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Therapy could provide new treatment for Fuchs

A Fight for Sight-funded proof-of-concept study has shown positive results

13 Mar 2018 by Emily McCormick

Researchers at University College London’s Institute of Ophthalmology have successfully performed a proof-of-concept study that has highlighted the potential for a new treatment for Fuchs endothelial corneal dystrophy (FECD).

Funded by Fight for Sight, the study was published in The American Journal of Human Genetics and highlighted the potential of a targeted antisense oligonucleotide (ASO) therapy to treat FECD patients with a mutation in the TCF4 gene.

FECD affects the inner layer of the cornea, with patients usually showing symptoms at the age of 50 and over. Currently, the only treatment for the condition in order to restore vision and prevent blindness is corneal transplantation.

Leading the study, Dr Alice Davidson aimed to identify both known and new genetic causes of corneal endothelial dystrophies (CED) and find out if there is an overlap of relevant genes between common and rare types of CED.

Dr Davidson’s work was supported through an early career investigator award from Fight for Sight.

The study demonstrated that the formation of RNA aggregates have a toxic effect and underlie the pathology of FECD.

Using a corneal endothelial cell (CEC) model derived from FECD patients, Dr Davidson revealed that the repeated expansion of three DNA bases, known as a triplet repeat, results in the formation of the toxic nuclear RNA aggregates.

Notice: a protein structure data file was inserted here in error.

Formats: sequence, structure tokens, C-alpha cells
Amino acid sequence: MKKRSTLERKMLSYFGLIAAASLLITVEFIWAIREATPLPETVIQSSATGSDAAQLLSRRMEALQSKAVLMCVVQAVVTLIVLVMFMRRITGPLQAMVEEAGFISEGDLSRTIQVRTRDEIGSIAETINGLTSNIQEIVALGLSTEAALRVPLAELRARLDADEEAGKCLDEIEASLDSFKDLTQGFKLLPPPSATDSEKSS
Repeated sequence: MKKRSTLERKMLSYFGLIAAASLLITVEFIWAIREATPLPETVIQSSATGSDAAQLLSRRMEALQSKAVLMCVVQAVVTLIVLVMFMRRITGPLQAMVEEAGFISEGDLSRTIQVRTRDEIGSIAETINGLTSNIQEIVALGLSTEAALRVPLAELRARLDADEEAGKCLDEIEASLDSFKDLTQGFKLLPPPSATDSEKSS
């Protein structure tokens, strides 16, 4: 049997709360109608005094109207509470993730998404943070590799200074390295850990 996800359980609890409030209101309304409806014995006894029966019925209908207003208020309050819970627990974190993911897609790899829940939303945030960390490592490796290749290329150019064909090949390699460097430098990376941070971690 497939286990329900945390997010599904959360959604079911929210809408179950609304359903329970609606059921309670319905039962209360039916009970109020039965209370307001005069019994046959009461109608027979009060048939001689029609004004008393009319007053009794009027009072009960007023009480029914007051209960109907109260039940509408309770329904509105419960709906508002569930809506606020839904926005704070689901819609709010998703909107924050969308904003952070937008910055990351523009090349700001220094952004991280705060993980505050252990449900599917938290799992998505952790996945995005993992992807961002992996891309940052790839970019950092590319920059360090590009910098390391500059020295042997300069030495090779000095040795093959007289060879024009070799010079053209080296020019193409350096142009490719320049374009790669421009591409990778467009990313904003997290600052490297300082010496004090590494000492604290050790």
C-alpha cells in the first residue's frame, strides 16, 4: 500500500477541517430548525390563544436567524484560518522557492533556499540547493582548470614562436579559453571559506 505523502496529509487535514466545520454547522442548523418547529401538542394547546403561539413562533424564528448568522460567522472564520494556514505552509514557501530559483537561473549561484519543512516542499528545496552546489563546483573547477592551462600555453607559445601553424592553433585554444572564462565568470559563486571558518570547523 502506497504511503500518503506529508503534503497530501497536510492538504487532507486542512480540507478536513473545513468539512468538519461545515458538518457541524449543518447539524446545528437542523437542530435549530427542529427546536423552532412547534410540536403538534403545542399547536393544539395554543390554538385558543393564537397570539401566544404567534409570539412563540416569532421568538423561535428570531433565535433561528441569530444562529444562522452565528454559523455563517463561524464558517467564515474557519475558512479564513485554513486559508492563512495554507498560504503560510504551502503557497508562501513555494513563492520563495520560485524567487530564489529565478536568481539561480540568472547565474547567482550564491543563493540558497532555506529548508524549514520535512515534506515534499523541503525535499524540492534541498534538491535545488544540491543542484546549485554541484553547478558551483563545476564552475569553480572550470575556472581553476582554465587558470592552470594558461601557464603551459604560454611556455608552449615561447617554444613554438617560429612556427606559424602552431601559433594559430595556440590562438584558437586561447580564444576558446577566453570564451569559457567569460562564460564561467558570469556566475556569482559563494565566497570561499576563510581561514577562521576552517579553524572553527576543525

She also found that antisense oligonucleotide (ASO) treatment resulted in reduced RNA aggregates in patient cells, and a reduction in the toxic downstream effects of the RNA foci.

As an ASO-based treatment, Dr Davidson believes that it could offer an innovative therapeutic approach to benefit the majority of individuals affected by the condition.

Dr Davidson explained: “We have developed an ASO drug which targets a specific genetic mutation that is responsible for approximately 75% of FECD cases. Using patients’ corneal cells grown in the lab, we have demonstrated the utility of this treatment and with continued research and investment we hope our proof-of-concept study will pave the way for a new effective and less invasive way to treat this common and sight-threatening condition.”


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